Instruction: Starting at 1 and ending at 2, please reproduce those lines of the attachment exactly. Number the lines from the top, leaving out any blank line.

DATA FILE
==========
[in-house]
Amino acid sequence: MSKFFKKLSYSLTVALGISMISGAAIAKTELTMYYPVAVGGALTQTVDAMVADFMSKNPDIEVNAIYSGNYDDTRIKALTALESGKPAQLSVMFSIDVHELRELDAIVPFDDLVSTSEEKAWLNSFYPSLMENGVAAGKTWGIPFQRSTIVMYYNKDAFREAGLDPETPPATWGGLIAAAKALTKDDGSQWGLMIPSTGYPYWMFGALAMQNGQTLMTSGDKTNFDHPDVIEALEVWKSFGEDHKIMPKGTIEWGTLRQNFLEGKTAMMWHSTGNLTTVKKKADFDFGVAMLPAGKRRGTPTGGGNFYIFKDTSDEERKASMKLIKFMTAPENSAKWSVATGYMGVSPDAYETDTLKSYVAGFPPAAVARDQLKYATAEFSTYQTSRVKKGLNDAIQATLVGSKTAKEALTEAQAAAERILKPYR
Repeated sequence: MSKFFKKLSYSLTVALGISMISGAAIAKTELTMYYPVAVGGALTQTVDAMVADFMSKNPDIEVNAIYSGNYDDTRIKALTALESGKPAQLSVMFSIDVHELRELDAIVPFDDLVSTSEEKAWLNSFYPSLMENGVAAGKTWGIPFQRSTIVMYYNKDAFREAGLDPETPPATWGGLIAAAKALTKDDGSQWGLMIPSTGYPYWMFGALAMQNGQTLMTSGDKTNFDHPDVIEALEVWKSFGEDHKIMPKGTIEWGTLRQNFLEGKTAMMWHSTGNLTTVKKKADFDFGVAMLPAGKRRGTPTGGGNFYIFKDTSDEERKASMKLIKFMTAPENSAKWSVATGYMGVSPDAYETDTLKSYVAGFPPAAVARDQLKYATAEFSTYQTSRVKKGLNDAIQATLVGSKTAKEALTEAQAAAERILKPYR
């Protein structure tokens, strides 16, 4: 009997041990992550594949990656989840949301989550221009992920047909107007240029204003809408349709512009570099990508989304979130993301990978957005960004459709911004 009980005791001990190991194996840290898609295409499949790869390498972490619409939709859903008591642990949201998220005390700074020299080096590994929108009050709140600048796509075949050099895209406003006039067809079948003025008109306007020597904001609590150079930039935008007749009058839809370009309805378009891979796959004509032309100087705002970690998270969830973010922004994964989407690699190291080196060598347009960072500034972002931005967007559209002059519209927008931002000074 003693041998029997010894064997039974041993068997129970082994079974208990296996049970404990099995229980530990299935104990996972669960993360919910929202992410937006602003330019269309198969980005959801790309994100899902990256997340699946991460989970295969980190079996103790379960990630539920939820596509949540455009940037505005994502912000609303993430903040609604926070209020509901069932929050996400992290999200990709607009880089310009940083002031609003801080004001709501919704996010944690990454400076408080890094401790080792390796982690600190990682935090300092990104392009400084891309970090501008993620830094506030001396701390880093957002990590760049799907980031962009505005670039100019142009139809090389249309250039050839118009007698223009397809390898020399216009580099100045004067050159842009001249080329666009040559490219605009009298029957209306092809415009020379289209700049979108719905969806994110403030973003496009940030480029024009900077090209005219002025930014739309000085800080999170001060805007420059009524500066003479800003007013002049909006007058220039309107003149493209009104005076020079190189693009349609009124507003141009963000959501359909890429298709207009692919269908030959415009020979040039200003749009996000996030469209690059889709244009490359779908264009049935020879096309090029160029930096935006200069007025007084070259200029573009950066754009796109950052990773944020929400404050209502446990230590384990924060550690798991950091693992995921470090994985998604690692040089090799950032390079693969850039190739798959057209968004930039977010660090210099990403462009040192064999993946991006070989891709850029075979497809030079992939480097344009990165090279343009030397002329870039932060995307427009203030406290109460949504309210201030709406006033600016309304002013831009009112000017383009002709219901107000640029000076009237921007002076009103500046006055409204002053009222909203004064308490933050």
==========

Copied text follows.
[in-house]
Amino acid sequence: MSKFFKKLSYSLTVALGISMISGAAIAKTELTMYYPVAVGGALTQTVDAMVADFMSKNPDIEVNAIYSGNYDDTRIKALTALESGKPAQLSVMFSIDVHELRELDAIVPFDDLVSTSEEKAWLNSFYPSLMENGVAAGKTWGIPFQRSTIVMYYNKDAFREAGLDPETPPATWGGLIAAAKALTKDDGSQWGLMIPSTGYPYWMFGALAMQNGQTLMTSGDKTNFDHPDVIEALEVWKSFGEDHKIMPKGTIEWGTLRQNFLEGKTAMMWHSTGNLTTVKKKADFDFGVAMLPAGKRRGTPTGGGNFYIFKDTSDEERKASMKLIKFMTAPENSAKWSVATGYMGVSPDAYETDTLKSYVAGFPPAAVARDQLKYATAEFSTYQTSRVKKGLNDAIQATLVGSKTAKEALTEAQAAAERILKPYR